• 4C/ID and Multimedia 3 tion: For instance, worked examples provide maxi- to perform particular routine aspects of learning mum support because they present both a problem tasks. This removes the need for memorization be- and an acceptable solution that must only be studied forehand. Procedural information primarily consists or evaluated by the learners; completion tasks pro- of how-to instructions, rules that algorithmically vide medium support because they present a prob- prescribe the correct performance of the routine as- lem and a partial solution that must be completed by pects of learning tasks. They are formulated at the the learners, and conventional tasks provide no sup- level of the lowest-ability learner, so that all stu- port at all because they present a problem that must dents can correctly perform them. How-to instruc- be solved independently by the learners. Another tions may be exemplified by demonstrations that are type of——process-oriented——support has the form of preferably given in the context of the whole, mean- guidance: This is information in the form of process ingful task. Second, procedural information may worksheets or guidelines that lead the learner pertain to prerequisite information, that is, informa- through the problem-solving process. In general, tion that learners must know to correctly perform students work without any support on the final the how-to instructions. This information may be learning tasks in a task class; these conventional exemplified by so-called instances. For example, a tasks without guidance may also be used as test how-to instruction may state that ““You now connect tasks for the assessment of students' performance. the digital device to one of the USB ports””. Related prerequisite information for carrying out this in- The supportive information is linked to task classes, struction may give a definition of what a USB port because this information is relevant to all learning is, and an instance may show a photograph of the tasks within the same class (see the L-shaped, light USB ports of a personal computer. Finally, correc- gray shapes in Figure 1). For each subsequent task tive feedback may be given on the quality of per- class, the supportive information is an addition to or formance of routine aspects. Such feedback indi- an embellishment of the previously presented in- cates that there is an error, explains why there is an formation, allowing learners to do things that they error, and gives hints that may help the learner to could not do before. It is the information that teach- get back on the right track. If learners start to master ers typically call ‘‘the theory’’ and consists out of the routine aspects, the presentation of the proce- three parts. First, it describes domain models, dural information quickly fades away in a process of answering questions like ““what is this?”” (conceptual fading. models), ““how is this organized?”” (structural mod- els), and ““how does this work”” (causal models). Part-task practice is indicated in Figure 1 by the These models are typically illustrated with case small series of circles, representing practice items. studies. Second, supportive information describes Often, the learning tasks provide sufficient practice Systematic Approaches to Problem solving (SAPs) for routine aspects of performance to obtain the de- that specify the successive phases in a problem solv- sired level of automaticity. But for routine aspects ing process and the rules-of-thumb that may be that are very basic or that are critical in terms of helpful to successfully complete each phase. SAPs safety additional part-task practice may be neces- may be exemplified by modeling examples, which sary, such as musicians practicing musical scales, show an expert who is performing a task and simul- children drilling multiplication tables, or air traffic taneously explaining why s/he is doing what s/he is controllers practicing the recognition of dangerous doing. Third, supportive information pertains to the air traffic situations from a radar screen. Part-task cognitive feedback that is given on the quality of the practice for a selected routine aspect never starts learner’’s task performance. Because there is no before this aspect has been introduced in a whole, simple correct or incorrect behavior for the problem meaningful learning task, so that there is an appro- solving and reasoning aspects of performance, cog- priate cognitive context. It is preferably intermixed nitive feedback will often invite students to criti- with learning tasks, so that there is distributed or cally compare their own solutions with expert solu- spaced practice of routines. Drill & practice on a tions or solutions of their peers. vast set of practice items is an effective instructional method to obtain a very high level of automaticity. The procedural information is represented in Figure 1 by dark gray rectangles with upward pointing ar- Complex learning requires that students work on rows, indicating that information units are explicitly whole, meaningful learning tasks. The tasks may coupled to separate learning tasks. This information have different descriptions (e.g., worked examples, is preferably presented exactly when learners need it completion tasks, conventional tasks) and different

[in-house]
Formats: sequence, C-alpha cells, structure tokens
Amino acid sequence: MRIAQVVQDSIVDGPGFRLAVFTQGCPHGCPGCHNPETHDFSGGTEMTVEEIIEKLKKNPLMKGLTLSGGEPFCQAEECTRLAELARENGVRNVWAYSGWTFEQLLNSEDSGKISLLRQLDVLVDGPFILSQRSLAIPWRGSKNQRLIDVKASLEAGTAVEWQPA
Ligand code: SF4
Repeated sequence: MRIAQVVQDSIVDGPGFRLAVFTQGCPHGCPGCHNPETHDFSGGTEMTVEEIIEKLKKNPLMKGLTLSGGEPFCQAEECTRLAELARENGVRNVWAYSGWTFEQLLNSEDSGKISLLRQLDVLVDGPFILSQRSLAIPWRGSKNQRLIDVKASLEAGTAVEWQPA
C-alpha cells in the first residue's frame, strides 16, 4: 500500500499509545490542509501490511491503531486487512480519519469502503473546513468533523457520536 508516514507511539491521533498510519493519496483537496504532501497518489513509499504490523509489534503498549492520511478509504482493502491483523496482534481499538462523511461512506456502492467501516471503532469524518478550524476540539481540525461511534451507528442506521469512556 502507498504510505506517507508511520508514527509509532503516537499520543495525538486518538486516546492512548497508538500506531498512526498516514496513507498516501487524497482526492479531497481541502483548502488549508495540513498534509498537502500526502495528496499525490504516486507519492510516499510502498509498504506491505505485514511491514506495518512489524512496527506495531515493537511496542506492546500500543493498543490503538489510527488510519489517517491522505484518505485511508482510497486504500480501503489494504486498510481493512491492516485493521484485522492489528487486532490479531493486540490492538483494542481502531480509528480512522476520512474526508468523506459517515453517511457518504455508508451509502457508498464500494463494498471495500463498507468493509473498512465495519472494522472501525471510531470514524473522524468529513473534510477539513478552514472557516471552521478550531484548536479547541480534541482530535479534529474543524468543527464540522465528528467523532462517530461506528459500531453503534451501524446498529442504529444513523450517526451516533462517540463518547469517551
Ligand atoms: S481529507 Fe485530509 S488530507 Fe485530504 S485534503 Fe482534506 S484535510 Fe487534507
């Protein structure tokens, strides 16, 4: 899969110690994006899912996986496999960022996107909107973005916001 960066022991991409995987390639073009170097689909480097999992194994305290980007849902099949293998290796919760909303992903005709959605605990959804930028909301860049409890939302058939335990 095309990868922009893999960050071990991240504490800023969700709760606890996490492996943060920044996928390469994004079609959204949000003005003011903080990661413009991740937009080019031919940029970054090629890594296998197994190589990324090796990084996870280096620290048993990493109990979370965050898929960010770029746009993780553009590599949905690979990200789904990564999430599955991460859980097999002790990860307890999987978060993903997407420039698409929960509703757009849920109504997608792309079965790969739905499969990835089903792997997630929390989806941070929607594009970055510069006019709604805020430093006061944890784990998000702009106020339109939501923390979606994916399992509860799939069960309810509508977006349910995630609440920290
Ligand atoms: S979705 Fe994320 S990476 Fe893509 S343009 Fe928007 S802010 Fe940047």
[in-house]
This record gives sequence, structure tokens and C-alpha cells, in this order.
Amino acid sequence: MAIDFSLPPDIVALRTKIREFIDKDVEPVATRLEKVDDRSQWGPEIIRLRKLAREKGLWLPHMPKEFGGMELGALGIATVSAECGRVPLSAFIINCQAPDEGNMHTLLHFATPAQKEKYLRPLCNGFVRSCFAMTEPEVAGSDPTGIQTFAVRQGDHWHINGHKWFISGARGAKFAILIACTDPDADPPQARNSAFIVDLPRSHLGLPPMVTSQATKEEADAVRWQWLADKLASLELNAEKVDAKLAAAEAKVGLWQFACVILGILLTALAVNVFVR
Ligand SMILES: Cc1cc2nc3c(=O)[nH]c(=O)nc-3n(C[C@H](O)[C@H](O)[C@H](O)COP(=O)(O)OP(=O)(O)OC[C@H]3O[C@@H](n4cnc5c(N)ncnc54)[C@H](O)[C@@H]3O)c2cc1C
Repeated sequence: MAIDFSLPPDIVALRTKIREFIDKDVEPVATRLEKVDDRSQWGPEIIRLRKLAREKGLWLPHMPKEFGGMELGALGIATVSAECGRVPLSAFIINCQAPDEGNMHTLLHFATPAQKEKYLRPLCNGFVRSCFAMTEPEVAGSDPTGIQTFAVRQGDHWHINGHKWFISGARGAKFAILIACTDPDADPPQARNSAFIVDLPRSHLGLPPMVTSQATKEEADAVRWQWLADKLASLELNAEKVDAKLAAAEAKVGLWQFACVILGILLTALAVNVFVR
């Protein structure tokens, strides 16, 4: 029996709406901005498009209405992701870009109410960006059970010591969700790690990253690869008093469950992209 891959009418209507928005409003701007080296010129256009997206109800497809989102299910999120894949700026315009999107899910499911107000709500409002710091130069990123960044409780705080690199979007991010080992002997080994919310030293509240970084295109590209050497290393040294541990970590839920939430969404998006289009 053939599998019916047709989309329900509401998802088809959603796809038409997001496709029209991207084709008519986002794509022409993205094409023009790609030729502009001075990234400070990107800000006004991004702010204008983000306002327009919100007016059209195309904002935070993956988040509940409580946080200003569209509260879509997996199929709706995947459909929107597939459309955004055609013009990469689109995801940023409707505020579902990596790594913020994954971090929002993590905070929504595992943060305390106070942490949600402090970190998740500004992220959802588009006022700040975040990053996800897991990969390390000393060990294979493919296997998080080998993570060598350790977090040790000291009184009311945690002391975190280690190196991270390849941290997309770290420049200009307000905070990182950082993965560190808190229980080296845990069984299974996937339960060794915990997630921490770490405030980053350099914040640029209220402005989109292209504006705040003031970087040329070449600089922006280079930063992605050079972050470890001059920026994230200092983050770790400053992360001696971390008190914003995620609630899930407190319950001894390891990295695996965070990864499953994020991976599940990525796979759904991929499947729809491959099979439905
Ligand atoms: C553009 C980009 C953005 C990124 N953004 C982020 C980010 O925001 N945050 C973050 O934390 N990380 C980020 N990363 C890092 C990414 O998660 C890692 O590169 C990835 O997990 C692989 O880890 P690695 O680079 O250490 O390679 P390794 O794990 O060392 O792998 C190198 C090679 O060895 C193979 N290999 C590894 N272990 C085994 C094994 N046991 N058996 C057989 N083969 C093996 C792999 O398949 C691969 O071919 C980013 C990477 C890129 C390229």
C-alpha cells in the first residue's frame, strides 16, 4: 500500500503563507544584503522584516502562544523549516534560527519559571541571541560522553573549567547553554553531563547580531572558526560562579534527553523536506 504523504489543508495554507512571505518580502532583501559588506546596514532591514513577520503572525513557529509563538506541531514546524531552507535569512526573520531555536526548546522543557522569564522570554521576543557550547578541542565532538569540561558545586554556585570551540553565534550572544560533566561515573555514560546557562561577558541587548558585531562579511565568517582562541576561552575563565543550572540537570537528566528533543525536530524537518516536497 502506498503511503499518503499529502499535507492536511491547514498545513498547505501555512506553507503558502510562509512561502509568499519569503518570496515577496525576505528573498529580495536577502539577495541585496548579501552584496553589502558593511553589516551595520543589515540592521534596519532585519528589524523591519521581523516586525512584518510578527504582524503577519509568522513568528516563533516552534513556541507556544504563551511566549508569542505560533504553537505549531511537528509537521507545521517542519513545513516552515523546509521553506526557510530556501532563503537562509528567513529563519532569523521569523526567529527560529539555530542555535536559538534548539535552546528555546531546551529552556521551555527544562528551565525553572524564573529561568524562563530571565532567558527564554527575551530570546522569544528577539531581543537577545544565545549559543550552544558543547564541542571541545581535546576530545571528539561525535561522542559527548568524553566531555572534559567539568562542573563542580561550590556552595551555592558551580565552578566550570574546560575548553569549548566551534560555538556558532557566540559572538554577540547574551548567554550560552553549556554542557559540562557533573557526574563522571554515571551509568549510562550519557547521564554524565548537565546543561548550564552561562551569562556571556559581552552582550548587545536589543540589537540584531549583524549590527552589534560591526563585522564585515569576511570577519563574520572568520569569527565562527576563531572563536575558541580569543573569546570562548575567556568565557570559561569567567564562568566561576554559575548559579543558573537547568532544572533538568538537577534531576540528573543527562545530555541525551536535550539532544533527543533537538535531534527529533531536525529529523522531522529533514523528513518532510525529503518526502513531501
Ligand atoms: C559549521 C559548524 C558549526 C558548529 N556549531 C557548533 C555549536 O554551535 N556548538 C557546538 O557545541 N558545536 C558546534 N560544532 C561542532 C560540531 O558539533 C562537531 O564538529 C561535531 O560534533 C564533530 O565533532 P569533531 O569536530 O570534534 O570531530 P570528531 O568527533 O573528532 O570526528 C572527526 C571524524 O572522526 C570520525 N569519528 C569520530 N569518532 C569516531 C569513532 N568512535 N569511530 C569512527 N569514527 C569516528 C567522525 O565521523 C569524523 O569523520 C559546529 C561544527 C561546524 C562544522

• 4C/ID and Multimedia 4 levels of guidance. To be able to perform the prob- either related to the construction of schemata, in- lem solving and reasoning aspects of those tasks cluding the formation of new schemata and the em- and to learn from them, students consult and study bellishment of existing schemata, or to the automa- domain models and SAPs and receive cognitive tion of schemata. feedback on the quality of their performance. Dur- Memory Systems ing task performance, how-to instructions specify how to perform the routine aspects of the task. Pre- To begin with, all novel information must be proc- requisite information ensures that learners can carry essed in working memory to construct cognitive out those instructions and corrective feedback is schemata in long-term memory. This processing is given if errors are made. Finally, part-task practice heavily limited by the fact that only a few elements may offer a large set of practice items for the addi- can be simultaneously active in working memory: tional training of routine aspects. About seven distinct elements that need to be stored or about two to four elements and their interactions From this description, it should be clear that people if the elements need to be interrelated to each other. learn from words, pictures and other representations Furthermore, it is assumed that working memory (realia, smell, touch etc.) in many different ways. can be subdivided into partially independent chan- On the one hand, each of the four components itself nels or processes (Baddeley, 1992). One channel may require that learners combine representations: consists of a phonological loop to deal with verbal Learning tasks may ask learners to simultaneously material based on an auditory working memory; read displays, process spoken text, and operate con- another channel consists of a visual-spatial scratch trols; supportive information may include a video pad to deal with diagrammatic or pictorial informa- recording of an expert modeling a problem-solving tion based on a visual working memory. Using both process and explaining why he is doing what he is the visual and auditory channels rather than either doing; procedural information may include a quick one channel alone increases the effective working reference guide with written instructions for operat- memory capacity (Penney, 1989). Long-term mem- ing a complex device as well as pictures of this de- ory alters the characteristics of working memory by vice, and part-task practice may include operating a reducing or even eliminating its limitations. Human software program with texts and icons. Further- expertise is the result of the availability of rich and more, procedural information is typically presented automated cognitive schemata, not from an ability to learners while they are working on learning tasks to engage in reasoning with many elements that yet or performing part-task practice, yielding two need to be organized in long-term memory. Human sources of information (““how-to”” information and a working memory simply does not support this type task for which this information is relevant) that of many-elements processing. must be mentally integrated by the learner in order to successfully complete the task. For each situa- Expertise develops through two complementary tion, another set of multimedia principles applies processes, namely, schema construction and schema because there are different learning processes in- automation. Schema construction refers to the—— volved. This will be further explained in the next often conscious and mindful——formation of increas- section. ing numbers of ever more complex schemata, by combining elements consisting of lower-level Cognitive Architecture and schemata into higher-level schemata. These sche- Meaningful Learning mata organize and store knowledge, but also heavily The 4C/ID-model assumes that all human knowl- reduce working memory load because even highly edge is stored in cognitive schemata. It further sup- complex schemata can be dealt with as one element poses a cognitive architecture that is broadly ac- in working memory. Thus, a large number of ele- cepted in the psychological literature and for which ments for one person may be a single element for ample empirical support is available. This architec- another, more experienced person, who already has ture distinguishes a working memory with a very a cognitive schema available that incorporates the limited capacity when dealing with novel informa- elements. As a result, novel information may be tion as well as an effectively unlimited long term easy to understand by someone with relevant ex- memory, holding cognitive schemata that vary in perience, and very hard to understand by someone their degree of richness (i.e., number of elements without this experience. and interconnections between those elements) and their level of automation. Learning processes are